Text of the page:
One day, I tried to explain the selective service draft to my three sons. They looked at me. I could see they wanted to laugh. I wouldn’t let them.
I graduated high school in 1968. We didn’t laugh. Uncle Sam would reach out and grab you. There was no volunteer army. There was the draft.
“The Secretary of Defense hereby notifies you to report…” Induction, physical, bus ride to boot camp.
Airplane to Viet Nam. The lucky ones came home in one piece. Not a one of them came back the same.
Britt and I were in high school together. He was two years older. Didn’t like to study. Spent a lot of time at the local hangout. That’s where we really got to know each other. He was a feisty guy. He was eighteen, didn’t plan for college. He would take his chances with the draft. His Dad worked in the oilfield, like my Dad.
He graduated on Friday night. Monday’s mail was from the government. They had his number. His senior trip was planned.
Drafted. Off to boot camp. Then he volunteered. Airborne. He told me they ran him until he was ready to jump out of a good airplane. Courage.
On graduation day, his Dad was there. The man served in World War II. Never would talk about it.
The planes flew over. The father and the mother knew which plane held their son. The soldiers jumped, their parachutes opened, the men landed on the open field. Mom wiped tears from her eyes. Dad seemed to have some dust in his. He needed a handkerchief to wipe his eye and clear his glasses.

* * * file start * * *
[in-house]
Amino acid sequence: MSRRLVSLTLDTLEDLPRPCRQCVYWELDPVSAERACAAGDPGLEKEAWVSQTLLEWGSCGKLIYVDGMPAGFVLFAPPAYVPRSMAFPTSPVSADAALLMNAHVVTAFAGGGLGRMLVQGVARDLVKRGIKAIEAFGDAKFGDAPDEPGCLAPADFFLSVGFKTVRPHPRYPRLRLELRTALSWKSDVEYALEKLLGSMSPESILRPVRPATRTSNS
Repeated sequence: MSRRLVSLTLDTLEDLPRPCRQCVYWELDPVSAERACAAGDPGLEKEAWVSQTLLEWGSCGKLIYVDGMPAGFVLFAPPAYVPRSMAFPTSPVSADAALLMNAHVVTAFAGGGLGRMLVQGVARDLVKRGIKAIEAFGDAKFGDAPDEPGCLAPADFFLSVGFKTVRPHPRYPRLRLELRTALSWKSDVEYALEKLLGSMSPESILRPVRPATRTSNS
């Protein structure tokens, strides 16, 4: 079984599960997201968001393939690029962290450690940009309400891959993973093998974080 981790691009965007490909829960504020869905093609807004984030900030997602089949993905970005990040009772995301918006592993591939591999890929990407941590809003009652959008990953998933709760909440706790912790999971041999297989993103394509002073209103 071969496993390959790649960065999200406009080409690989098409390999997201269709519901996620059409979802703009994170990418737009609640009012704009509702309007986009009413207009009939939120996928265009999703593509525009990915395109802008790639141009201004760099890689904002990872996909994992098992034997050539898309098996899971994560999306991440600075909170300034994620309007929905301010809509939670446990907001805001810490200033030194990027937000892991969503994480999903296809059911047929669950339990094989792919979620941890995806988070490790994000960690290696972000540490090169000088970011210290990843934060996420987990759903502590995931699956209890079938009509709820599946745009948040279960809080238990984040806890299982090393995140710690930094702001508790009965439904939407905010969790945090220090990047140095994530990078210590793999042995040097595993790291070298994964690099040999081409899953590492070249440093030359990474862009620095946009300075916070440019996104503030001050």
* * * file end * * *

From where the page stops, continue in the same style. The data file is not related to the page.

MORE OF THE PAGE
The troops gathered their parachutes and ran to throw them in a truck. Always, they ran. Now, they formed up and marched to the reviewing stand. First time they had walked anywhere in three weeks.
A short speech later, officers and sergeant’s started handing out jump wings. The wings are pinned to the new airborne trooper’s chest. It’s a man thing in a man’s world.
They skipped over Britt. Then waved to his father, who came out of the review stands. He walked to his son. The loud speaker blared, something about a hero, dedication and D-Day.
Dad saluted and reached into his pocket.
The jump wings in his hand were old, a bit tarnished. Dinged a bit from hard use. He placed them precisely above his son’s shirt pocket. A Dad pinned his wings on his son.
He leaned over, putting both hands on the young man’s shoulders and whispered, “I wore these wings on D-Day when I jumped into France. They’re yours to wear now.”
Britt’s father stepped back and saluted again. Then he shook son’s hand and said “Airborne all the way.”
Man to Man.
By the way, Britt made it back from Viet Nam. One of our heroes.
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